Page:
Visually, Emily’s final product looks more like okonomiyaki than a tuna melt. It all seems a bit over thought and Eden and her guest judges seem less than enamoured.
A round of applause bursts out for Galasa with his mushroom meatloaf sitting atop a caramelized onion puree.
Andrea makes reuben-inspired nuggets of sorts. A spin on falafels with flavours of a reuben. At surface level, this does seem clever, but why no sandwich?
It’s at this point that I wonder if the chefs were given clear direction with this challenge and its parameters. Why are Emily and Andrea going so far out of the box while Kym is applauded for their vegan dish resembling the diner classic they are interpreting.
Did Emily and Andrea think they were supposed to be wildly creative with the theme? It doesn’t make sense for chefs to be doing this if they are competing for immunity. I suspect the expectations of this challenge were not clearly outlined.
Jae-Anthony’s dish looks very delicious. He’s using Trinidad fry bake as a bun and Suzanne is especially into it. George gushes as well. Eden says she wishes there was something to cut through the richness, so perhaps a quick pickle would have done the trick.
Josh’s looks more like a beautiful vegetable dish than anything you’d find in a diner, but it appears stunning. Eden and co. seem smitten with this dish, but make no mention of it not resembling the menu item it is inspired by.
Not surprisingly it is Andrea, Emily and Siobhan with the low marks and Galasa, Josh and Kym on top. It also seems odd to not show Aicia’s Quickfire creation for a second week in a row.
Anyway, Galasa’s mushroom meatloaf leads him to victory and he seems very pleased. Comfort in safety!
The chefs find out that they are going to be working in teams to make harvest-inspired picnic baskets using one of three key ingredients: apples, corn or pumpkins. One by one, they pull knives from a hay bail to find out what ingredient they’ll be cooking with.
Andrea, Jae-Anthony, Galasa and Kym all draw “apple”. Alex, Aicia and Emily end up with “corn”. The Karbelniks–I love that I can say that–and Siobhan are team “pumpkin”.
For their ingredients, the teams venture out to Downey’s Farm–which is about 40 minutes driving distance from the heart of Toronto without traffic, but with traffic? About four hours.
Jokes aside, they will turn these ingredients into luxe picnic-friendly dishes that will be presented at the Toronto Botanical Gardens to Eden, Mark McEwan, resident judges Chris Nuttall-Smith and Mijune Pak, and guest judges Guy Rawlings and Kim Montgomery-Rawlings of the award-winning Montgomery’s.
Eden points out that they had a picnic-style reception at their wedding and says, “No pressure!”
I’m not sure if that actually is pressure. If it was a restaurant that specializes in picnic baskets then sure, but restaurant owners that have had a picnic at their wedding doesn’t leave me shaking in my culinary boots.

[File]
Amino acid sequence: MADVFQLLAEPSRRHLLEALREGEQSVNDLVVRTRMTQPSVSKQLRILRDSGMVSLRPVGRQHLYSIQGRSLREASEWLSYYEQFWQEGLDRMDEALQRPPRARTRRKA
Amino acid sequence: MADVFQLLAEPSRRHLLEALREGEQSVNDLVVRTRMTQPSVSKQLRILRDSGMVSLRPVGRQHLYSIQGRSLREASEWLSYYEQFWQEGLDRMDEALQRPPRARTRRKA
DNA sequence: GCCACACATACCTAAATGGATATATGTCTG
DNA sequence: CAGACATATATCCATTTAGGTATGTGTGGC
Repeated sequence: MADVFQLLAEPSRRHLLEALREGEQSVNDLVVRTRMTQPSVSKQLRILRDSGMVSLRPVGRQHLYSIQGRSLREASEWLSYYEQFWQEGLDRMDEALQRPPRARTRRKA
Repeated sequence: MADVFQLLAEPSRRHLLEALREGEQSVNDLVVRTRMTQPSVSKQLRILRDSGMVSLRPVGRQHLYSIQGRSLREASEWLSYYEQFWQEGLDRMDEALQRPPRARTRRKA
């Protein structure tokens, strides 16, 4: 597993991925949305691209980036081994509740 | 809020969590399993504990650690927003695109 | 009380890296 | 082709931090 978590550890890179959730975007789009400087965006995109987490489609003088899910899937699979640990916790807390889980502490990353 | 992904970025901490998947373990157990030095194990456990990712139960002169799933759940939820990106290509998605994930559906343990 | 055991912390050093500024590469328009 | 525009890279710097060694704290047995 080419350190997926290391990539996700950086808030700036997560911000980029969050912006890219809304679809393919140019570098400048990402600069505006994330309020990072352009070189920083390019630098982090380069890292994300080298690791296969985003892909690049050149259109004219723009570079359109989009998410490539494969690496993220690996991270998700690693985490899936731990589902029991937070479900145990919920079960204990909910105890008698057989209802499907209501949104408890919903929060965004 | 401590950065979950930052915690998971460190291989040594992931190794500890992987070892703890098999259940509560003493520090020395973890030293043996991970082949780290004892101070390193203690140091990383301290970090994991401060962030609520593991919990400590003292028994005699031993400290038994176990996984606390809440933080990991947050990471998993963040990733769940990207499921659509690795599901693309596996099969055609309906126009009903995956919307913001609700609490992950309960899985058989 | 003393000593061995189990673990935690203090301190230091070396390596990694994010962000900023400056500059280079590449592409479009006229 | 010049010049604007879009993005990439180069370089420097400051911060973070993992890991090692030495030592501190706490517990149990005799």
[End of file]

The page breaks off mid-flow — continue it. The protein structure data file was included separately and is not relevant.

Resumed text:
At the farm, we see Alex cuddling a goat unabashedly. He goes on to say how cute they are...and how good they can taste. He and his teammates, Emily and Aicia, leave the goat enclosure and stroll the corn rows.
Emily explains her uncertainty with the task at hand. She’s unsure how to work with corn to make it the star of a dish. This is clearly foreshadowing and likely not the good kind. Uh oh.
Galasa appears to be in apple orchard heaven. In every moment of screen time centred around team “apple”, he is either eating an apple or picking one.
How many apples did Galasa eat during this montage? I say three!
I’m relieved to see that Kym and Josh get to say those sacred words when asked how to play for ingredients: “Interac Flash!”
Alex, Kym and Erica are all on separate teams, but seem to be the chefs that have the best handle on this challenge as they all regale us with their love of picnics in separate diary sessions.
Josh proposed to Erica while on a picnic, Kym’s last meal before flying out to compete on Top Chef Canada was a picnic and Alex, well, he explains that his favourite style of a date is a picnic date. Surely many single lady viewers–and many of my gay brethren–have made note of this.
Aicia–who finally gets some screen time–walks us through the frittata-quiche hybrid she is making. It sounds tasty enough and it looks like things are going well until she cuts into it. It’s got a soggy bottom and a dense filling.
You can tell Aicia is not pleased, but there’s no time for a plan b. “It’s a very valid reason to go home,” she says matter-of-factly.
We leave Aicia in frittata-quiche purgatory and segue to the Toronto Botanical Gardens as the judges and host arrive via tandem bikes. It’s a nice, warm-weather touch to set the mood for the outdoor feast and as Mijune and Chris zoom by I ponder how often Mijune actually rides a bicycle.
Team “corn” is up first with Alex presenting trout rillettes with corn bavarois and corn chips, Aicia with her egg-corn creation studded with braised kale, caramelized onion and roasted garlic and, last but not least, Emily’s five-spice duck breast with a harvest vegetable salad, polenta and pickled plums.
Emily’s dish comes under much scrutiny. The duck is over done, the salad is “a jumble of things” (Mark’s words, not mine). It seems as though corn is far from the star.
Aicia garners lukewarm reactions to her baked egg and corn dish which are certainly not as negative as she has hypothesized, but they aren’t glowing. It is Alex that received all of the accolades for a dish well done and smart use of their assigned ingredient.
Next up is the “apple” crew (Andrea, Kym, Galasa, Jae-Anthony).